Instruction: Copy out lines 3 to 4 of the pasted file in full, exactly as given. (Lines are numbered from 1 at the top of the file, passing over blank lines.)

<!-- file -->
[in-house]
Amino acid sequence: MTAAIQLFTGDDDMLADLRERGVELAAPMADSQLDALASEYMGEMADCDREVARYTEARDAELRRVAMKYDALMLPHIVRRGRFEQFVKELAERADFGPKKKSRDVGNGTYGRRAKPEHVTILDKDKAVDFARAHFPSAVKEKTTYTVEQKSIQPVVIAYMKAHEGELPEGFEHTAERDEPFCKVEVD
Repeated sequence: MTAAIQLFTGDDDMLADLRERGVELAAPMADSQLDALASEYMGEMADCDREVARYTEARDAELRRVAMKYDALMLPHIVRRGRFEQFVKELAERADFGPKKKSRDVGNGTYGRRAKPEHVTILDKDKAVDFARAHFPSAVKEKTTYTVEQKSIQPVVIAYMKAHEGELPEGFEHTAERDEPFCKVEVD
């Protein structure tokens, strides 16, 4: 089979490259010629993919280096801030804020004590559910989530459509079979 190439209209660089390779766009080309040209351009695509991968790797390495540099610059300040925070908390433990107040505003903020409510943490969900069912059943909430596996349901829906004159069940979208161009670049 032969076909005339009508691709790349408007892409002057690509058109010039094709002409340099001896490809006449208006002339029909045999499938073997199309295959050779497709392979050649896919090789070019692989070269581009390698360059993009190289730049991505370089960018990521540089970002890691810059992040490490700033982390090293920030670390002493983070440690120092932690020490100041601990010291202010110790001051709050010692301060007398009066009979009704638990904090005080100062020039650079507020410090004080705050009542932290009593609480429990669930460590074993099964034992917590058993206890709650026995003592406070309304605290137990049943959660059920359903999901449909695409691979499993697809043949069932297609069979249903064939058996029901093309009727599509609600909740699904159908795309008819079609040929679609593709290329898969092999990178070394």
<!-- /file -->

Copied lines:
Repeated sequence: MTAAIQLFTGDDDMLADLRERGVELAAPMADSQLDALASEYMGEMADCDREVARYTEARDAELRRVAMKYDALMLPHIVRRGRFEQFVKELAERADFGPKKKSRDVGNGTYGRRAKPEHVTILDKDKAVDFARAHFPSAVKEKTTYTVEQKSIQPVVIAYMKAHEGELPEGFEHTAERDEPFCKVEVD
């Protein structure tokens, strides 16, 4: 089979490259010629993919280096801030804020004590559910989530459509079979 190439209209660089390779766009080309040209351009695509991968790797390495540099610059300040925070908390433990107040505003903020409510943490969900069912059943909430596996349901829906004159069940979208161009670049 032969076909005339009508691709790349408007892409002057690509058109010039094709002409340099001896490809006449208006002339029909045999499938073997199309295959050779497709392979050649896919090789070019692989070269581009390698360059993009190289730049991505370089960018990521540089970002890691810059992040490490700033982390090293920030670390002493983070440690120092932690020490100041601990010291202010110790001051709050010692301060007398009066009979009704638990904090005080100062020039650079507020410090004080705050009542932290009593609480429990669930460590074993099964034992917590058993206890709650026995003592406070309304605290137990049943959660059920359903999901449909695409691979499993697809043949069932297609069979249903064939058996029901093309009727599509609600909740699904159908795309008819079609040929679609593709290329898969092999990178070394």